Gatwick Airport unveiled its new biometric security technology today, at the Biometrics 2011 conference in central London.
The system, which was launched at the airport last week, employs ‘iris at a distance’ technology to speed up security checks. Supplied by Liverpool-based Human Recognition Systems (HRS), the new security checks work alongside a facial tracking system at Gatwick’s South Terminal. The new technology has been installed as part of a £45 million upgrade under Gatwick’s new owners, Global Investment Partners.
Gatwick’s technology leader, Perry Hailey, told the Biometrics 2011 conference that Gatwick is looking to become London’s airport of choice. "Anyone who’s travelled from Gatwick knows that security was not a great experience," Hailey said, adding that the large investment from the new owners was allowing the airport to fix this.
The security check system, called MFlow Track, consists of 19 automated gates that process 5,000 passengers per hour. The passenger’s iris is scanned, along with the boarding card, on the entrance and exit to the departure lounge, ensuring that the same person enters and leaves. Its sister system, MFlow Journey, uses face recognition to provide Gatwick with business intelligence, tracking passengers through the airport and allowing Gatwick to measure the exact length of time passengers spend in each area of the terminal.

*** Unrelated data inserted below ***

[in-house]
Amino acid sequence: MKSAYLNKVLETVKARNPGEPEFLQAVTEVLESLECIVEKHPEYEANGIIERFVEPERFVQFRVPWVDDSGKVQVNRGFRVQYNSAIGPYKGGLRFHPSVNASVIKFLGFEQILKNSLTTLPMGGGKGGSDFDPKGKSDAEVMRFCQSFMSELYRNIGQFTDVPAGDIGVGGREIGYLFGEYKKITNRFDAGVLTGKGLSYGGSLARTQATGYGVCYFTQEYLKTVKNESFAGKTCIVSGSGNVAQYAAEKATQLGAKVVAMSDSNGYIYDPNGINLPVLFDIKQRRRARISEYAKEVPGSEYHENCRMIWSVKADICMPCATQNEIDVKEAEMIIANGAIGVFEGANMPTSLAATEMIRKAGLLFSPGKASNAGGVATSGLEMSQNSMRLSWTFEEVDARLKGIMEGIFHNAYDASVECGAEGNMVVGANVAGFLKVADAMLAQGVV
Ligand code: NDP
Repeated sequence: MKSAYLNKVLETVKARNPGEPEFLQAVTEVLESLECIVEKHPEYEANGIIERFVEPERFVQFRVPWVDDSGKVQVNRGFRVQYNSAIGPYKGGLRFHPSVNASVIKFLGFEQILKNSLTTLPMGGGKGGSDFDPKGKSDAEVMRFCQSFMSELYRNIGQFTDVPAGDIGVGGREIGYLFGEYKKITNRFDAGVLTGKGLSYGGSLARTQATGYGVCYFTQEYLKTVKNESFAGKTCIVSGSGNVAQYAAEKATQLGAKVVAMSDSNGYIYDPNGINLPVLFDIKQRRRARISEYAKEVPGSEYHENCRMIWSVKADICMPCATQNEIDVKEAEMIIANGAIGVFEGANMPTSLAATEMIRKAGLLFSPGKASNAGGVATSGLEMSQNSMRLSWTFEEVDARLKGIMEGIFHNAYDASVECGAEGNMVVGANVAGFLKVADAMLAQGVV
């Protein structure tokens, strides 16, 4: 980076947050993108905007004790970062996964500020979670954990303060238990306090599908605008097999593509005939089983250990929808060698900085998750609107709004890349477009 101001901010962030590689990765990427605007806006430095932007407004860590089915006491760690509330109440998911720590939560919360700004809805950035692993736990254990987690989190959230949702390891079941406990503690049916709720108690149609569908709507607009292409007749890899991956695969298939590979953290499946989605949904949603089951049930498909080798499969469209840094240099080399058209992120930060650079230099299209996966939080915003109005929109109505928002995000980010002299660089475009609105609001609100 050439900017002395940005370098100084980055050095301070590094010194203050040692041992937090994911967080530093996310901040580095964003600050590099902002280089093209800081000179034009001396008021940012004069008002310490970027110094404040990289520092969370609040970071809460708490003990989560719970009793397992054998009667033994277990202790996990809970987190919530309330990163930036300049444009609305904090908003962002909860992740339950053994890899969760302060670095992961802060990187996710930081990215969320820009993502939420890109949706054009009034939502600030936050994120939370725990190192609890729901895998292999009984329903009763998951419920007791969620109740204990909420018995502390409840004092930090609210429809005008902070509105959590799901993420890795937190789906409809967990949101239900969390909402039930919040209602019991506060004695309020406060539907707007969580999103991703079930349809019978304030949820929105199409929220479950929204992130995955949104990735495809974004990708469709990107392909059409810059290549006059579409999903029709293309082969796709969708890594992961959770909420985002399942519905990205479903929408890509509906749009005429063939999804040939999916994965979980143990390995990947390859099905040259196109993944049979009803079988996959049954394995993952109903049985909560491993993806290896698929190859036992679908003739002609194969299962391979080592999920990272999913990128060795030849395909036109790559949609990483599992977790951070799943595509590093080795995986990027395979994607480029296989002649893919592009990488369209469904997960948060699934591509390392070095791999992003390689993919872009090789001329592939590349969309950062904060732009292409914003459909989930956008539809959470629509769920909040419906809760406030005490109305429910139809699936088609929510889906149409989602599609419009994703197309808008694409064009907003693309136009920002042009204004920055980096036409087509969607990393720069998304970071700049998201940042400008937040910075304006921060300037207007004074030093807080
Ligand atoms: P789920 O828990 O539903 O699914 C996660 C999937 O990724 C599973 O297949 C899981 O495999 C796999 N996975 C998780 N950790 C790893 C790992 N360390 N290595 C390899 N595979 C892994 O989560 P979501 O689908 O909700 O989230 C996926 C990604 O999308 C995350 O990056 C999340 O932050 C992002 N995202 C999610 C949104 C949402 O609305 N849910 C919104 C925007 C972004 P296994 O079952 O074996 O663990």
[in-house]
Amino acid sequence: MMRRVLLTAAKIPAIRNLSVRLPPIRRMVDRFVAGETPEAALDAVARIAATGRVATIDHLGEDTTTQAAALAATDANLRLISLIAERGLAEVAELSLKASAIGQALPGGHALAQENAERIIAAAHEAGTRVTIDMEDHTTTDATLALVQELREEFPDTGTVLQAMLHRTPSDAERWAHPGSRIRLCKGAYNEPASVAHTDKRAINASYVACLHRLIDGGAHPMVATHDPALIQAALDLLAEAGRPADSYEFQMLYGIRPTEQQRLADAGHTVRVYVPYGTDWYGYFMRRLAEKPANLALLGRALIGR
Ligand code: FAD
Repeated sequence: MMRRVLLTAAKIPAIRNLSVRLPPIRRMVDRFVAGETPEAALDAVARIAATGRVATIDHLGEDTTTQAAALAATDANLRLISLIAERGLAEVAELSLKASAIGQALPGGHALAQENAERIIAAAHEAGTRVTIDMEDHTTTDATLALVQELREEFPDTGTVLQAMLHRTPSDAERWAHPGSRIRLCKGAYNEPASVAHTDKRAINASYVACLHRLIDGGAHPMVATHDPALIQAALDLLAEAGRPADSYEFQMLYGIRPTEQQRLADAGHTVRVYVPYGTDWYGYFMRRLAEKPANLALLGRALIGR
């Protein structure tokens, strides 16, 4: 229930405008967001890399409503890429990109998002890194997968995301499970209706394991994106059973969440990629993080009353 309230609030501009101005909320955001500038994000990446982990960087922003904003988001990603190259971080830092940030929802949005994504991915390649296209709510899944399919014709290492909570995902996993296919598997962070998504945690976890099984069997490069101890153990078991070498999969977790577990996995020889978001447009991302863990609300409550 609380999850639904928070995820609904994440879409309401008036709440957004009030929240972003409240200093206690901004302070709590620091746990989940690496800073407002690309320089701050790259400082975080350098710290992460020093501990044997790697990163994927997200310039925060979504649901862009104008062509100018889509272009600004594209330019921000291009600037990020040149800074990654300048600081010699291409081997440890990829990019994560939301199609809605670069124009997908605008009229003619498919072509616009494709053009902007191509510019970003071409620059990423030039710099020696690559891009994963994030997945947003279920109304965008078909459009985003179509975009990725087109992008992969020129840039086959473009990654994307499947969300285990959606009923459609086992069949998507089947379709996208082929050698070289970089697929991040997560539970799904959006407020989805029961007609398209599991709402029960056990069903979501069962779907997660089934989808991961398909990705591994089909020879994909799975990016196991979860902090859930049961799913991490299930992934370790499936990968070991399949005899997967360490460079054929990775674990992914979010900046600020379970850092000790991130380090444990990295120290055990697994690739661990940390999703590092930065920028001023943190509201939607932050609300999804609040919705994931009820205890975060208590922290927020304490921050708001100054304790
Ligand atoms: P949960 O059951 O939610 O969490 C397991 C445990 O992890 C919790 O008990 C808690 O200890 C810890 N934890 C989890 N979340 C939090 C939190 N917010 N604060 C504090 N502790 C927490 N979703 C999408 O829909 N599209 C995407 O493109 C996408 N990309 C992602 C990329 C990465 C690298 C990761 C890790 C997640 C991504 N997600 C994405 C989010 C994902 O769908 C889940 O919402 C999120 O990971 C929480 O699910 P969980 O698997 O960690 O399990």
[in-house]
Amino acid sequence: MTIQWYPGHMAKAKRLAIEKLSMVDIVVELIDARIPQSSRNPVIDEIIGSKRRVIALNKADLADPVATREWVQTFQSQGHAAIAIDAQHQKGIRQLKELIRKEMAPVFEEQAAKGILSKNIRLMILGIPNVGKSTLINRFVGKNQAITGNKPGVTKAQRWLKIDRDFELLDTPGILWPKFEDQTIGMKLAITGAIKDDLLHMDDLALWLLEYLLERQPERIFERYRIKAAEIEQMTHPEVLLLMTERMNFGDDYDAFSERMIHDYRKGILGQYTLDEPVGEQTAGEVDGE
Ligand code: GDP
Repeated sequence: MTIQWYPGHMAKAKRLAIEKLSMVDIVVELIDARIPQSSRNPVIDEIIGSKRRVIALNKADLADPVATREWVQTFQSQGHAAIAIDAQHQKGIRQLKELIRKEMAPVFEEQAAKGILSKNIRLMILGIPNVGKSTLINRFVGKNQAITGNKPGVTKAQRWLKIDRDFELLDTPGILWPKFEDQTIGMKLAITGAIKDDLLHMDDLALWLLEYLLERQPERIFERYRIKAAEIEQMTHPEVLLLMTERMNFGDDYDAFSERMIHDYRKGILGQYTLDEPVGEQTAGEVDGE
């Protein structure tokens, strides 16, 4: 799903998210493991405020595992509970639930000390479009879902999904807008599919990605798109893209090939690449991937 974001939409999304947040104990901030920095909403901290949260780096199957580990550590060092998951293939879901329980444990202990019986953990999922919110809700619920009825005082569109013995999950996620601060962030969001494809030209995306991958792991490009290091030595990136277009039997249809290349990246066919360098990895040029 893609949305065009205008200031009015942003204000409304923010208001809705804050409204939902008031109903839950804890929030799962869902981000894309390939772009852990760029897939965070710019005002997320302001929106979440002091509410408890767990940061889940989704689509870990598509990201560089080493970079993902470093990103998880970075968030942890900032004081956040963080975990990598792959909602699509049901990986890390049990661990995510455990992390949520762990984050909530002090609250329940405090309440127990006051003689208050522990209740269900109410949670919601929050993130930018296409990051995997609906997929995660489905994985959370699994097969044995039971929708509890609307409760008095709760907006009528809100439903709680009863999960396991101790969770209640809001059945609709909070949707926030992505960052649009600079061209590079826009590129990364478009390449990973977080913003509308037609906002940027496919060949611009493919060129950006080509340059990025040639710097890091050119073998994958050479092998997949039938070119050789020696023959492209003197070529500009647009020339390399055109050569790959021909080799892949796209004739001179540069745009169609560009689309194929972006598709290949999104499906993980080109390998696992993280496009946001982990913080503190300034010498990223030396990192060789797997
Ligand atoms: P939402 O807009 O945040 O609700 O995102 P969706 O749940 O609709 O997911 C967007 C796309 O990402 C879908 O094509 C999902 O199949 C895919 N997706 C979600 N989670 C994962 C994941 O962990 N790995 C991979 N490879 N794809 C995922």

Hailey said that the data that is collected by the MFlow systems is non-persistent. "The data on the iris is kept for 24 hours for early check-ins. We had the information commissioner come in about a month ago and we went through all the principles [of data protection]," he said.
Since Gatwick is no longer owned by BAA, it is now in direct competition with Heathrow for passengers. Mark Crego, a senior executive at Accenture who leads border and identity management, said that because of this competition the new technologies will be focused on improving customer experience, not just saving money. "Increased market share concerning customers will create the right focus on them," Crego said.
Jim Slevin, HRS’s transport manager, said: "We see this going towards ticketless travel. Biometric can replace the proxy of a ticket."